Lymph node (LN) metastasis is thought to account for 20-30% of deaths from head and neck cancer. The lymphatic drug delivery system (LDDS) is a new technology that enables the injection of drugs into a sentinel LN (SLN) during the early stage of tumor metastasis to treat the SLN and secondary metastatic LNs. However, the optimal physicochemical properties of the solvent used to carry the drug have not been determined. Here, we show that the osmotic pressure and viscosity of the solvent influenced the antitumor effect of cisplatin (CDDP) in a mouse model of LN metastasis. Tumor cells were inoculated into the proper axillary LN (PALN), and the LDDS was used to inject CDDP solution into the subiliac LN (SiLN) to treat the tumor cells in the downstream PALN. CDDP dissolved in saline had no therapeutic effects in the PALN after it was injected into the SiLN using the LDDS or into the tail vein (as a control). However, CDDP solution with an osmotic pressure of ~ 1,900 kPa and a viscosity of ~ 12 mPa⋅s suppressed tumor growth in the PALN after it was injected into the SiLN using the LDDS. The high osmotic pressure dilated the lymphatic vessels and sinuses to enhance drug flow in the PALN, and the high viscosity increased the retention of CDDP in the PALN. Our results demonstrate that optimizing the osmotic pressure and viscosity of the solvent can enhance the effects of CDDP, and possibly other anticancer drugs, after administration using the LDDS.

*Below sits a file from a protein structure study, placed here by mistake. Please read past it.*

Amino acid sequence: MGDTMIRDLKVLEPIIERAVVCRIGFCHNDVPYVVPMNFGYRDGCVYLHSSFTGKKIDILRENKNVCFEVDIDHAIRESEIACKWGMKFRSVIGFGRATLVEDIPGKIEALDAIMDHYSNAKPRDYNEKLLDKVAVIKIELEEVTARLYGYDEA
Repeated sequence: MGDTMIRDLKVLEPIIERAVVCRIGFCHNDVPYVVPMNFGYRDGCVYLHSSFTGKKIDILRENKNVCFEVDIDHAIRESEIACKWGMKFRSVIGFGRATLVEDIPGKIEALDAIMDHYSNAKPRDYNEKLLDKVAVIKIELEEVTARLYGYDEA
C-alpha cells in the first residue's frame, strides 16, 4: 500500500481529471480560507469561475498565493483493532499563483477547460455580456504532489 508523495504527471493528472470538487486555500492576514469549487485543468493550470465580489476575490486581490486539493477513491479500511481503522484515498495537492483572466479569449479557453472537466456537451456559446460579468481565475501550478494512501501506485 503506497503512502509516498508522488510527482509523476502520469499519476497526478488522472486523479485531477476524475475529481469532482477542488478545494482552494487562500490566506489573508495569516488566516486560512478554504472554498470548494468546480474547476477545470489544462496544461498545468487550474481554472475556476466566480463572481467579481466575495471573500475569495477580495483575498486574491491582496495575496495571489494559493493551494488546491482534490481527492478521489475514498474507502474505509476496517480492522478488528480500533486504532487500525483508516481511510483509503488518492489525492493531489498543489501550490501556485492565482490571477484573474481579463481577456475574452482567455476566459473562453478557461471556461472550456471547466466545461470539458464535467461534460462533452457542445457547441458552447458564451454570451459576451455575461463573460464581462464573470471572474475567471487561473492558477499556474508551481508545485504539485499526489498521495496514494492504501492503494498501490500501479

- lymph node metastasis
- lymphatic drug delivery system
- osmotic pressure
ASJC Scopus subject areas
- Cancer Research